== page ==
At the International Lesbian and Gay Law Association conference at U of T the morning after Pride Day, Canadian self-satisfaction hangs as heavy in the air as the summer smog.
Lawyers, law profs and activists gathered here to share ideas about how to make the rest of the world more like Canada find themselves in what's become the globe's gayest country, one where the man in charge of the military is a somewhat queenie chap who greets men with a kiss on the lips as he arrives. National Defence Minister Bill Graham has the distinction of throwing a great Pride party, something that could not be said of his U.S. counterpart, Donald Rumsfeld.
But both the strengths and weaknesses of the global gay movement are on display here. On the one hand, advances on relationship recognition are being made throughout western Europe and North America (although most countries still prefer the term "civil union" to marriage). However, for those less privileged parts of the world, the gay movement lacks the vocabulary even to engage in a public debate, let alone the influence to bring about change.
Indeed, the more countries like Canada and now Spain accede to demands for same-sex marriage, the less likely intolerant states may be to cut any slack for their queers, for fear that basic rights today will lead to demands for marriage tomorrow. That may explain the handy little deal the government of Pakistan has made with its queers: "We won't enforce the laws against homosexual activity as long you don't demand civil rights."
To get a sense of the unevenness of queer progress, you only need to look around the room. Virtually all the 75 or so participants are from Canada, the U.S. and western Europe. There is one delegate each from India and the Philippines, three from Israel and none at all from the Muslim world. Last-minute stand-in Toronto immigration lawyer El-Farouk Khaki wasn't even aware of the conference when I spoke to him a week earlier. But here he is today on a panel with two Christians and a Jew pondering the question, Is God Against Human Rights? The answer is no, not even Allah, whose followers, Khaki says, are not the monolithically anti-gay crowd they're made out to be.
"Some of our panels lack gender and racial diversity," ILGLaw president Doug Elliott warns the gathering at one point. But it isn't for lack of trying. "I can't go in search of these people," he tells me.
Elliot recalls in an interview that famed gay South African jurist Edwin Cameron admonished delegates at their last conference three years ago to resist the elitist obsession with weddings and deal with the problems facing LGBT people in developing countries.
Still, most of the airtime at this three-day conference goes to same-sex marriage - how we got it in Canada, who else is close to getting it and how to improve the chances in countries farthest away from getting it. We hear from the activists, their lawyers and even the Chief Justice of Ontario, Roy McMurtry.
But how transportable is the Canadian example to jurisdictions as near to us even as the U.S.? Not very, is the consensus. However, U.S. activist Evan Wolfson says it will be useful for Americans to point to Canada as proof that "locusts do not descend when gays and lesbians are allowed to marry."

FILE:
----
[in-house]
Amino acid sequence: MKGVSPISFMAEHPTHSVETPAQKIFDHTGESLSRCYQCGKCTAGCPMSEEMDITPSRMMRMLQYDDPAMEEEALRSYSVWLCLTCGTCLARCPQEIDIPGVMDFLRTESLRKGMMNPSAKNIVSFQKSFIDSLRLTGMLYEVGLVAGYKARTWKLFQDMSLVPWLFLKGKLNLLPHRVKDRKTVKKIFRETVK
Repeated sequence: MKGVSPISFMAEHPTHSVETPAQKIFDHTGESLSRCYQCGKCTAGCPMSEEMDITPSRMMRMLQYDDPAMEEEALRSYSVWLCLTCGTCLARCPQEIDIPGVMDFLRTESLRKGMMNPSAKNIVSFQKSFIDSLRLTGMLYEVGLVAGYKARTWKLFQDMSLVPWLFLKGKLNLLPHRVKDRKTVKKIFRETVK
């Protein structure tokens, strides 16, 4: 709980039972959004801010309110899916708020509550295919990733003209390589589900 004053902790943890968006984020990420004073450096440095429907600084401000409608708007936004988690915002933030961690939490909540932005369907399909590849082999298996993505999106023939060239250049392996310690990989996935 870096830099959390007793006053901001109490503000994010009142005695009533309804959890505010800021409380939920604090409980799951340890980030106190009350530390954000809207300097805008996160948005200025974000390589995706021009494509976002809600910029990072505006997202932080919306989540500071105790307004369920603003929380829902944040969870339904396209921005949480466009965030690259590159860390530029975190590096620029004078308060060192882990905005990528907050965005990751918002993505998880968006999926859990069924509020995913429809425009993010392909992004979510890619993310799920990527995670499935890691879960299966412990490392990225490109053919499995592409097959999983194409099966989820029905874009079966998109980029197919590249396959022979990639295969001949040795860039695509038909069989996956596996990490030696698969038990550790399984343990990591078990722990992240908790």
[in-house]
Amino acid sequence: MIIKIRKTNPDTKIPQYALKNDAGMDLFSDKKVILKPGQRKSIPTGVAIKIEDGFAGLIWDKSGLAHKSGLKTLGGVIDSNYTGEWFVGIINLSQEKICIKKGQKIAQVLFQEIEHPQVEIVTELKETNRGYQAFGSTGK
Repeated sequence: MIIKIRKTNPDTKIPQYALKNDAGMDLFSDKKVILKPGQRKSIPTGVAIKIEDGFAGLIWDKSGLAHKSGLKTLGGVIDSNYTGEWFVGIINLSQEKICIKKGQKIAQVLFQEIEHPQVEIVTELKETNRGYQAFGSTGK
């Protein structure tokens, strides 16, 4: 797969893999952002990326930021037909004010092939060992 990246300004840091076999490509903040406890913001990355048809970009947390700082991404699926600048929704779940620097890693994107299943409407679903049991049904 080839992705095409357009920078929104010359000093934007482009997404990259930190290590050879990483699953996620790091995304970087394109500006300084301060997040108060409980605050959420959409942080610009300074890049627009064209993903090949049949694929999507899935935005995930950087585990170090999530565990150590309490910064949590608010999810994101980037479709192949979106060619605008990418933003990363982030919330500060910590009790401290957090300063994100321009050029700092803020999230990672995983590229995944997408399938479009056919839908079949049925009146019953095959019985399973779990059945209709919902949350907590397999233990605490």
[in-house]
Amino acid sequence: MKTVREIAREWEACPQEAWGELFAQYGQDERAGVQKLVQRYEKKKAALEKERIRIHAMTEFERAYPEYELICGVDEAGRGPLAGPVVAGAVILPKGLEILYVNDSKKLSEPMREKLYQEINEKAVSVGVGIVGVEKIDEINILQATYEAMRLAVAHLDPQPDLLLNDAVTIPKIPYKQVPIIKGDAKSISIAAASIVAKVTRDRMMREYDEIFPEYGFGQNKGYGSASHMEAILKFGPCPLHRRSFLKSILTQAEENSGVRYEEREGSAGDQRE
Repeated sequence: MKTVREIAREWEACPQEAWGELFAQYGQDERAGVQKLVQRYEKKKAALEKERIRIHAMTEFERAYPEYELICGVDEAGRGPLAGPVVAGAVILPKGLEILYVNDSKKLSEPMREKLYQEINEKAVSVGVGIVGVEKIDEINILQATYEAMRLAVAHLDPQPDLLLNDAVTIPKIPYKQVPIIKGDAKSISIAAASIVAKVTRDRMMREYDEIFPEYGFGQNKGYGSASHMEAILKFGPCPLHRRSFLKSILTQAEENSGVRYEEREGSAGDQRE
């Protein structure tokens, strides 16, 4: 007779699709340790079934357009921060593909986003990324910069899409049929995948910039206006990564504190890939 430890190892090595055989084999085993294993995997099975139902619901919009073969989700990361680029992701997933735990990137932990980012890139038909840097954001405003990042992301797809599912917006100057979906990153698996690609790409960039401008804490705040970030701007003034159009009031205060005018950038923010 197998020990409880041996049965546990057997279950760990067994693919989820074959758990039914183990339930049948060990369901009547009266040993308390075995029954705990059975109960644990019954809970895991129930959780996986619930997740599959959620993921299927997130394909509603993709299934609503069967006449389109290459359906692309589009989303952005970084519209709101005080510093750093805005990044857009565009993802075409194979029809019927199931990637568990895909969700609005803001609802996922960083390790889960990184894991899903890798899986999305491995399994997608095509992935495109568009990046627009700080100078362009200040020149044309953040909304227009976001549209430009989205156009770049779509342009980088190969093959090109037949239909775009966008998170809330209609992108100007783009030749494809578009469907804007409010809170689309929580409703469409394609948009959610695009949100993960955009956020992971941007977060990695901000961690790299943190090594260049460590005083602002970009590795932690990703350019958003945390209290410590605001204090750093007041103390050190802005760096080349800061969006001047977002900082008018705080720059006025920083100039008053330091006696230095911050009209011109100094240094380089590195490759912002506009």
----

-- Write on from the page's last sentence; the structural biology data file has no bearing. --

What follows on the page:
While men have sex with men everywhere, how people perceive that varies widely. Aditya Bondyopadhyay, a lawyer from New Delhi, tries to explain to his North American and European colleagues that in India homosex per se is no big deal. Who penetrates whom is what gives the act its meaning. To be the bottom in such a liaison is to take on the feminine role, to become what in Hindi is known as a "kothi."
But kothi is different from gay, he explains. "Gay is having lots of money, going to parties and being able to travel to foreign countries. It's a class identity, not a sexual one." The delegates seem puzzled by this view of sexuality from their colleague, whose work revolves around efforts to have sodomy removed from India's criminal law. India, at least, is one of those countries where it is possible to have a debate on the merits of LGBT law reform, along with neighbouring Bangladesh, where AIDS education funding has been a boon to gay organizing.
On the whole, though, conference participant and director of the international human rights program at U of T's faculty of law Noah Novogrodsky sees an ever widening chasm between conditions in the developed and developing world. He warns against the triumphalism that has greeted the gay marriage victories.
"You're seeing a huge separation between the possibilities in the developed and the developing world," he tells me. "There's a real culture of respect taking root toward gays and lesbians that was unimaginable a few years ago. But in much of the developing world it is more of the same horrific old-style human rights abuse."
Novogrodsky sees no immediate gains elsewhere. "What I'm recognizing is a gulf between the respect for human dignity and fundamental freedom in the developed world and the right to live in the developing world. Connecting those things is difficult."
And will continue to be so as long as the peal of wedding bells drowns out everything else.